Wow! I wasn’t expecting such a response to the last blog–on both sides. Some are shouting, “Amen!.” Others are crying, “Legalism!”

So what is my side? I scripted the blog as my outlook, hence the title. I closed this way: “I am not ready to be dogmatic (meaning you don’t need to believe as I do), but I hope that convenience or budget are not the only considerations being taken. ‘Whatever is not of faith is sin’ (taken from Romans 14 that discusses matters open for different opinions). I have more faith for burying than burning. What about you?”

As a pastor, I would not give my opinion regarding disposition of a body unless I was asked to. And then I would do so carefully. This is not a matter of doctrine but of practice.

I said to my number one son recently, “If only everyone was more like me…” Fortunately for both of us, he laughed. How we deal with non-issues is an issue. How we deal with debatable issues is not open to debate. Relationships are a high priority in the New Testament. Love wins over personal preference. We can’t say, “Don’t be offended!” or, “You should believe like me.” We are going to have differences in the body of Christ. Can we live peaceably together and not judge others? Is your way better? Do you make people feel second rate for doing what they do or believing what they believe? Do you make secondary issues primary? “I’m right!” is not the best way to handle peripheral matters.

Paul takes a full chapter in his primarily doctrinal letter of Romans to deal with the doubtful things, those matters that are up for grabs. The first issue in Romans 14 is eating. People had different convictions about what to eat. Still do. Say the word “organic,” and you just split the crowd in two.

The issue is simple: If God accepts your brother the way he is, you get to as well. What about worship styles? Drinking habits? Entertainment? Politics? Music? Dancing? Clothes? Don’t make an issue of a non-issue. We do what we do fully convinced in heart and in thanksgiving to God–and we let others do the same. (For a longer article on the gray areas, ask for Kevin McClure’s article on adiaphora. kmcclure730@comcast.net).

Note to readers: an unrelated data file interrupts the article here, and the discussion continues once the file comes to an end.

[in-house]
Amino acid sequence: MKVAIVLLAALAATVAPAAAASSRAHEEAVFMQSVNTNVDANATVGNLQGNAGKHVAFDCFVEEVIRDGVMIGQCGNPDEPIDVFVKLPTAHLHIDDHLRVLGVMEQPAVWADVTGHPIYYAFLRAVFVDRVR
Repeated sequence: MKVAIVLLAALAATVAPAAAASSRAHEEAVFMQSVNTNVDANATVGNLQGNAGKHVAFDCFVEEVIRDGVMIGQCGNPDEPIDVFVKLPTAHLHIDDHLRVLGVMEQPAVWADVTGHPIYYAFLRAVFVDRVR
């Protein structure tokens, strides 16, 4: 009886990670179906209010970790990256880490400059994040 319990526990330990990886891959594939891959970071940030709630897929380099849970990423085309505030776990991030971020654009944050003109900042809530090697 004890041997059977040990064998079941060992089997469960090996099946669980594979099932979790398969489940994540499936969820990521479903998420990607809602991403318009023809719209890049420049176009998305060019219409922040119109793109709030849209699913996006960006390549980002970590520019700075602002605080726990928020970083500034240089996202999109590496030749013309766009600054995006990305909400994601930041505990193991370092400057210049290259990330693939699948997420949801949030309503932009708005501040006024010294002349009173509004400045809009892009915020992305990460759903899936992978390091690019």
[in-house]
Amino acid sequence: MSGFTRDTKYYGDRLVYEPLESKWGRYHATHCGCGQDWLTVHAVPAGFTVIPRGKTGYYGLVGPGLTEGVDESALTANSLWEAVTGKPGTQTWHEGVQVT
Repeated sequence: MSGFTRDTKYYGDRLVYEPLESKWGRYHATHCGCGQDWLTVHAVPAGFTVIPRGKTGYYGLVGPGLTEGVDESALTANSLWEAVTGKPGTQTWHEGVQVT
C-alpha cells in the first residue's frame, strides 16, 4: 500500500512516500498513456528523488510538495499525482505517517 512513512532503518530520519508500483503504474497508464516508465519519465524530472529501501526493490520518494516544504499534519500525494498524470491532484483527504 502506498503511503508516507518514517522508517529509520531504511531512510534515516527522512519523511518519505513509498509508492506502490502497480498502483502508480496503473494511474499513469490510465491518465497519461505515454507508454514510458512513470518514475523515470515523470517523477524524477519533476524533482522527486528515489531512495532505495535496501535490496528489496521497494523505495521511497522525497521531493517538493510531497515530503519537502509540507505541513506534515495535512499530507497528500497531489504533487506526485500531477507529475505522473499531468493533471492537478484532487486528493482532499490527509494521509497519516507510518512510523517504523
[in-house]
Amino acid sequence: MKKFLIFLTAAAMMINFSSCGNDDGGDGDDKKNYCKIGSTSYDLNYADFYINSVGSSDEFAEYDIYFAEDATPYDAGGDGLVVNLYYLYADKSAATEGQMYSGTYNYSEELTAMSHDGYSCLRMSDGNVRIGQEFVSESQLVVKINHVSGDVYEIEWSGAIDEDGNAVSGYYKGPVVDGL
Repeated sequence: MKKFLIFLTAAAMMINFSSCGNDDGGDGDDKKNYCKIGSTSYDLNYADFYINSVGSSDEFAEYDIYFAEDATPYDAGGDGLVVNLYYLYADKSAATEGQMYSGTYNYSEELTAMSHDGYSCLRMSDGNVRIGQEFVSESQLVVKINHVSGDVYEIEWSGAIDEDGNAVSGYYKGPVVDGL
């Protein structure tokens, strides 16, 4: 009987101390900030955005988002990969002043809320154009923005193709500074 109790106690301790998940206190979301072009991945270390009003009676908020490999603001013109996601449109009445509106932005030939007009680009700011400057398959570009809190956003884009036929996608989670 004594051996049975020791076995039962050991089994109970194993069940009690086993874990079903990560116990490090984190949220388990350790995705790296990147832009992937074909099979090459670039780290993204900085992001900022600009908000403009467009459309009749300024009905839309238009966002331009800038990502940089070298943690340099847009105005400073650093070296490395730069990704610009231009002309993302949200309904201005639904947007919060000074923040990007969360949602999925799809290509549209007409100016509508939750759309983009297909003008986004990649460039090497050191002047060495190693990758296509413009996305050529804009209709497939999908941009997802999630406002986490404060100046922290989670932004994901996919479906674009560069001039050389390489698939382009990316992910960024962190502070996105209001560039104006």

Since the discussion is open, here is more on my outlook:
The disciples were not thinking burial, because they were not thinking death. Jesus, however, was thinking both. Jewish men would be concerned about what would happen to their bodies. So were two unlikely Sanhedrin members, Joseph and Nicodemus, who took care of the burial, referenced in all four Gospels, in the absence of shocked and fearful disciples.So was the woman who anointed Him a few days before His death. It meant so much to Jesus that He memorialized her gift for all time: “In pouring this ointment on my body she has done it to prepare me for burial. Truly, I say to you, wherever this gospel is preached in the whole world, what she has done will be told in memory of her” (Matt. 26:12,13).


A few decades ago we hardly heard about it. Now it is common and growing in popularity. The national average rate rose from 3% in 1958 to 40% in 2010. Projections suggest 55% in 2025. Finances and mobility favor cremation. If you’re seldom visiting the place where you grew up, visits to the cemetery seem unlikely.